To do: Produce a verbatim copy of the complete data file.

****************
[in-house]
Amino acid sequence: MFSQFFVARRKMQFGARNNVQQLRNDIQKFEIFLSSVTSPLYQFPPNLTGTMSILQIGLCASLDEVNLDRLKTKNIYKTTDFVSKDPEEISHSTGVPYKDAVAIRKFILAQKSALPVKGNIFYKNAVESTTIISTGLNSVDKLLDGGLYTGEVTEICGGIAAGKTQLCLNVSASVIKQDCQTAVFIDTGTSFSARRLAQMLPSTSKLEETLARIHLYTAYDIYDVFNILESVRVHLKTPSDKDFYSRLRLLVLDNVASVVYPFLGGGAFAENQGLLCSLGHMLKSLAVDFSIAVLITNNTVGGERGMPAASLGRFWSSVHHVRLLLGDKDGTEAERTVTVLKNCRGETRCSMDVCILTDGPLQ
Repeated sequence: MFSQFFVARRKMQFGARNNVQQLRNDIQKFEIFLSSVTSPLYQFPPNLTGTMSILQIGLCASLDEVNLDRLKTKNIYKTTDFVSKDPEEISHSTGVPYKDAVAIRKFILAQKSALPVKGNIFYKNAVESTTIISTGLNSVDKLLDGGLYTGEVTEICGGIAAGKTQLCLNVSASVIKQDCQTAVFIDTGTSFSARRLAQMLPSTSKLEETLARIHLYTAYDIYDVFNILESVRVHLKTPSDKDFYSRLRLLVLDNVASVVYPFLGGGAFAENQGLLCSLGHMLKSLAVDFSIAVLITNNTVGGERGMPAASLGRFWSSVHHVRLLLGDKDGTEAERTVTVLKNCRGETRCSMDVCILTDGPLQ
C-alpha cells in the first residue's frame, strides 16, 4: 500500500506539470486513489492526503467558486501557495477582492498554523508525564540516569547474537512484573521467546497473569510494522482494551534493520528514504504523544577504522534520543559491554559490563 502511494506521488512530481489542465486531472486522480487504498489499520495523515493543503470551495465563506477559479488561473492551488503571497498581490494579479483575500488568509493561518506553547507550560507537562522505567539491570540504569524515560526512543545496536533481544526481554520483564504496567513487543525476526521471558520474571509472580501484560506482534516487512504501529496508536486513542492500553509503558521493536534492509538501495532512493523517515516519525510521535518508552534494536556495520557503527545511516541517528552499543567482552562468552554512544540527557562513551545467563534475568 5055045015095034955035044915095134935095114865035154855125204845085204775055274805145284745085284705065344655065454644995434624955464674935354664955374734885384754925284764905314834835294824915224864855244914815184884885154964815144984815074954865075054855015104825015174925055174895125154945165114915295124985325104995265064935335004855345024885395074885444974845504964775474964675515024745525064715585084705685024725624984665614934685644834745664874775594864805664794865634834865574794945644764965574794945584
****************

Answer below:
[in-house]
Amino acid sequence: MFSQFFVARRKMQFGARNNVQQLRNDIQKFEIFLSSVTSPLYQFPPNLTGTMSILQIGLCASLDEVNLDRLKTKNIYKTTDFVSKDPEEISHSTGVPYKDAVAIRKFILAQKSALPVKGNIFYKNAVESTTIISTGLNSVDKLLDGGLYTGEVTEICGGIAAGKTQLCLNVSASVIKQDCQTAVFIDTGTSFSARRLAQMLPSTSKLEETLARIHLYTAYDIYDVFNILESVRVHLKTPSDKDFYSRLRLLVLDNVASVVYPFLGGGAFAENQGLLCSLGHMLKSLAVDFSIAVLITNNTVGGERGMPAASLGRFWSSVHHVRLLLGDKDGTEAERTVTVLKNCRGETRCSMDVCILTDGPLQ
Repeated sequence: MFSQFFVARRKMQFGARNNVQQLRNDIQKFEIFLSSVTSPLYQFPPNLTGTMSILQIGLCASLDEVNLDRLKTKNIYKTTDFVSKDPEEISHSTGVPYKDAVAIRKFILAQKSALPVKGNIFYKNAVESTTIISTGLNSVDKLLDGGLYTGEVTEICGGIAAGKTQLCLNVSASVIKQDCQTAVFIDTGTSFSARRLAQMLPSTSKLEETLARIHLYTAYDIYDVFNILESVRVHLKTPSDKDFYSRLRLLVLDNVASVVYPFLGGGAFAENQGLLCSLGHMLKSLAVDFSIAVLITNNTVGGERGMPAASLGRFWSSVHHVRLLLGDKDGTEAERTVTVLKNCRGETRCSMDVCILTDGPLQ
C-alpha cells in the first residue's frame, strides 16, 4: 500500500506539470486513489492526503467558486501557495477582492498554523508525564540516569547474537512484573521467546497473569510494522482494551534493520528514504504523544577504522534520543559491554559490563 502511494506521488512530481489542465486531472486522480487504498489499520495523515493543503470551495465563506477559479488561473492551488503571497498581490494579479483575500488568509493561518506553547507550560507537562522505567539491570540504569524515560526512543545496536533481544526481554520483564504496567513487543525476526521471558520474571509472580501484560506482534516487512504501529496508536486513542492500553509503558521493536534492509538501495532512493523517515516519525510521535518508552534494536556495520557503527545511516541517528552499543567482552562468552554512544540527557562513551545467563534475568 5055045015095034955035044915095134935095114865035154855125204845085204775055274805145284745085284705065344655065454644995434624955464674935354664955374734885384754925284764905314834835294824915224864855244914815184884885154964815144984815074954865075054855015104825015174925055174895125154945165114915295124985325104995265064935335004855345024885395074885444974845504964775474964675515024745525064715585084705685024725624984665614934685644834745664874775594864805664794865634834865574794945644764965574794945584